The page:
Aim 1: To determine that AD pathology is more severe in high-salt diet models.
Derived germ-free (GF) J20 mice and control GF mice will be fed high-salt diet or control diet 2 months prior to onset of disease symptoms or at beginning of AD symptoms (4-6 months (12)). Mice will be analyzed every 2 weeks via MRI for β-amyloid plaques, cognitive function (13) and neural tissue will be collected for histological staining. In addition, J20 mice or control mice will be treated with broad spectrum antibiotics for 1 week, 2 months prior to unset of disease, or at onset of disease. After antibiotic (Abx) treatment, mice will be fed either control or high salt diet and disease severity will be determined as previously described. For both GF mouse models and Abx-treated mouse models, fecal pellets will be collected every month to determine changes in microbiome taxa with exposure to high salt diet on the AD background. It is expected that mice fed the high salt diet will have increased beta amyloid plaques and decreased cognitive function, indicating an association with the high salt diet and AD disease severity.
Aim 2: To determine that AD pathology from a high-salt diet can be rescued by manipulating colonization of taxa implicated in the high-salt diet.
Using the same GF-J20 and Abx-J20 models as described above, probiotics will be administered to help reverse the phenotype of AD in these mice models. Based on data obtained in the establishment aim, and previous literature, Lactobacillus taxa representatives and other relevant species will be added as an oral probiotic at the same time as high-salt diet introduction. MRIs, cognitive function and histological staining will be conducted on neural tissue to confirm disease progression status. It is expected that mice supplemented with probiotics will have a less severe AD phenotype, indicating that the altered taxa play a protective role in modulating AD.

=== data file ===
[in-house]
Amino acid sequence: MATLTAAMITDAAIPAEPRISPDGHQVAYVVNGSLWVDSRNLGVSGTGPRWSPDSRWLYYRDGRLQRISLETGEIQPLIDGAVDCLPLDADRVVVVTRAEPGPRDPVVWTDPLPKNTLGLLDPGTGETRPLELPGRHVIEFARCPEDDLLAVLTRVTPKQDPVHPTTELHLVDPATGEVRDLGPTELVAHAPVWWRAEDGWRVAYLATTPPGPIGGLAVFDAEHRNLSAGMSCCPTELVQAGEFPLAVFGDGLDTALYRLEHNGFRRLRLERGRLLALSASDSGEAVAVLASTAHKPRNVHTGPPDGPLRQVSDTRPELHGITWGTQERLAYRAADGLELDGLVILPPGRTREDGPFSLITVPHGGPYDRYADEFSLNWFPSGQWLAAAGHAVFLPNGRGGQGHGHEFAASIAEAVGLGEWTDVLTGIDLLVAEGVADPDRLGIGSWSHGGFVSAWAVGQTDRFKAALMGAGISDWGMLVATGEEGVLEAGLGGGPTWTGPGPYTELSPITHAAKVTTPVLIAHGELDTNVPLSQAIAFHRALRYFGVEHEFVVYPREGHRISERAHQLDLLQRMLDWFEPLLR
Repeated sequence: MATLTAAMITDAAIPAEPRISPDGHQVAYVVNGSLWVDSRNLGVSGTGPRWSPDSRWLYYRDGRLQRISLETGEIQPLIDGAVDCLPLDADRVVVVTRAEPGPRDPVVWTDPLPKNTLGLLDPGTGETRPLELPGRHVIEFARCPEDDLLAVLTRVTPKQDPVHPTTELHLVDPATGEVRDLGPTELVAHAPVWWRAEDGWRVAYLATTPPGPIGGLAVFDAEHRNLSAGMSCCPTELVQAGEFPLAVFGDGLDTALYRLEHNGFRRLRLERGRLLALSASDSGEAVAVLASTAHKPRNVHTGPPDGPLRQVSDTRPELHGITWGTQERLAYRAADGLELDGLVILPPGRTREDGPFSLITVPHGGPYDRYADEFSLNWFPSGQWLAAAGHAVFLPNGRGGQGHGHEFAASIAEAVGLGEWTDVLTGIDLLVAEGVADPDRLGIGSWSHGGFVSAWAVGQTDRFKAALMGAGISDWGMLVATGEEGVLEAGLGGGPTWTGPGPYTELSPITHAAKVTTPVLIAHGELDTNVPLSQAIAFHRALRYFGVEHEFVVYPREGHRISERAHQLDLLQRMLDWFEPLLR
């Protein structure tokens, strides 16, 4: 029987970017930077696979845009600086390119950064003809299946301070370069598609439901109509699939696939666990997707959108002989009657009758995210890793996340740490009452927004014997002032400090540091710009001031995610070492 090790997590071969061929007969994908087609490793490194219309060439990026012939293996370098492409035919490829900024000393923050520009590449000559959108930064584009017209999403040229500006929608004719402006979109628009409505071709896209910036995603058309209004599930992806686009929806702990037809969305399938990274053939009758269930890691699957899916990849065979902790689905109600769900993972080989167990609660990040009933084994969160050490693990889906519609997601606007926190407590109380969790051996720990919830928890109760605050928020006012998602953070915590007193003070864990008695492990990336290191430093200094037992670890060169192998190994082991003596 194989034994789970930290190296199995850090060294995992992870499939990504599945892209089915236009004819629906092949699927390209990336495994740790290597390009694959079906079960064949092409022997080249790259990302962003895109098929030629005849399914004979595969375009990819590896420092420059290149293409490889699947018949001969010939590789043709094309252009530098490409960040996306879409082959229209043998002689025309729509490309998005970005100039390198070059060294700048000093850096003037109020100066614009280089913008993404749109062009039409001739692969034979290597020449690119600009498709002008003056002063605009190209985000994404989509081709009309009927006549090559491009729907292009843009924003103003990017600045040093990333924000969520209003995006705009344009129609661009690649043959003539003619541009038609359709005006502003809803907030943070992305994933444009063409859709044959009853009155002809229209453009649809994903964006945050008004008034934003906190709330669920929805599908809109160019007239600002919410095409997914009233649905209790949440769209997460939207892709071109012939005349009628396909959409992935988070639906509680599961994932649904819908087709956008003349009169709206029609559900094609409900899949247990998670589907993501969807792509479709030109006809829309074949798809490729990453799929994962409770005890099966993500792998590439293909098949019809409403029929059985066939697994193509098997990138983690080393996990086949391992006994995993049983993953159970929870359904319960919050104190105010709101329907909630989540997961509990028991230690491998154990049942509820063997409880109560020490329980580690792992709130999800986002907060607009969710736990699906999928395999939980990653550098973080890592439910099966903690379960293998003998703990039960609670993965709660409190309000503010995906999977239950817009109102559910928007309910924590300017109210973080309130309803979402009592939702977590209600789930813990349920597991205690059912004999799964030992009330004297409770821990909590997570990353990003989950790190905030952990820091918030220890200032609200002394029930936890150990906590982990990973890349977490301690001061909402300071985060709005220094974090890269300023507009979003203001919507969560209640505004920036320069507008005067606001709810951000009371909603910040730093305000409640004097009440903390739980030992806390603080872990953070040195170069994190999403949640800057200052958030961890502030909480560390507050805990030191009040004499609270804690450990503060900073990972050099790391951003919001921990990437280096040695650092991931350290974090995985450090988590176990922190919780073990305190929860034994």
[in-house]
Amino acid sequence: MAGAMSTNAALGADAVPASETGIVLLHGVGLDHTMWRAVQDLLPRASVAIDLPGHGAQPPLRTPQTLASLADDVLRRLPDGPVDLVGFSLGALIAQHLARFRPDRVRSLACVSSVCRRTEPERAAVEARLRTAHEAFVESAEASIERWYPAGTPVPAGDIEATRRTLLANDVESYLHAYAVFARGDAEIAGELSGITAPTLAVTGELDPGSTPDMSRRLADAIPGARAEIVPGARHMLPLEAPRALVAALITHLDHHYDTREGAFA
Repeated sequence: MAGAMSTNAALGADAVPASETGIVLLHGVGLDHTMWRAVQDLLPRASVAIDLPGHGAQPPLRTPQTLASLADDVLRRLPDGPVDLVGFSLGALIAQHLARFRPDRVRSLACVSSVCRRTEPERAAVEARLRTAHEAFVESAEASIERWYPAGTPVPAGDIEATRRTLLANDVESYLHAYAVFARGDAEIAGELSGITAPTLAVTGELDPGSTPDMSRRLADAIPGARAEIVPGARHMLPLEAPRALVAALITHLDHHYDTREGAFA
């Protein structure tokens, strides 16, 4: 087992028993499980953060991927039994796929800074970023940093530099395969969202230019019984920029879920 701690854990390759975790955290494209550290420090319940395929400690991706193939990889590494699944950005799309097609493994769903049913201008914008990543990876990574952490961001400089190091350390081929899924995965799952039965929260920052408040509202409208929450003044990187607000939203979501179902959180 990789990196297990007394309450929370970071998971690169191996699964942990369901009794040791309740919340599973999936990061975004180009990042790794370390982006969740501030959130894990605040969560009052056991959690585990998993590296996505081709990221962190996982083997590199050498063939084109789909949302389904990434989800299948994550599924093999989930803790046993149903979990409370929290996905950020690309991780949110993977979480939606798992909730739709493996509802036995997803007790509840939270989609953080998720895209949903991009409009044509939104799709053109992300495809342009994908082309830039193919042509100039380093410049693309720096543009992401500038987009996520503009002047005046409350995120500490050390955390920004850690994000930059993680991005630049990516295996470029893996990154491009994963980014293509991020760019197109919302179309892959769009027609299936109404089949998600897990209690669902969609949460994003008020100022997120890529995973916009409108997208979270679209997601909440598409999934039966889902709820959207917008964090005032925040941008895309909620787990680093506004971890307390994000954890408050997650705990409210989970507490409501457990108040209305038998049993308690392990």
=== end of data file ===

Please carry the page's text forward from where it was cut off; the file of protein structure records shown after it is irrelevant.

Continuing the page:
Aim 3: To determine changes in metabolomics in GF-J20 mice treated with Lactobacillus representative species.
Lactobacillus is negatively regulated in the presence of high salt diet based on previous literature. In order to understand mechanistically how this species may be playing a role in AD protection, metabolomics will be conducted to find potential metabolites that stem from Lactobacillus. Baseline metabolomics will be conducted in GF-J20 mice and control mice, and Lactobacillus will be gavaged in both groups of mice. Gastrointestinal tract tissue will be harvested from both groups 1 month and 2 months post gavage for metabolomic analysis. It is expected that there will be correlative metabolic hits in conditions were Lactobacillus was introduced, providing insight into a mechanism of function for this group of commensal bacteria.
In conclusion, these experiments will help us determine the relative impact of gut microbial changes from a high salt diet and how that impacts AD progression. This study will identify key taxa that may protect against the high salt diet and help to modulate AD via altering composition of the gut microbiota.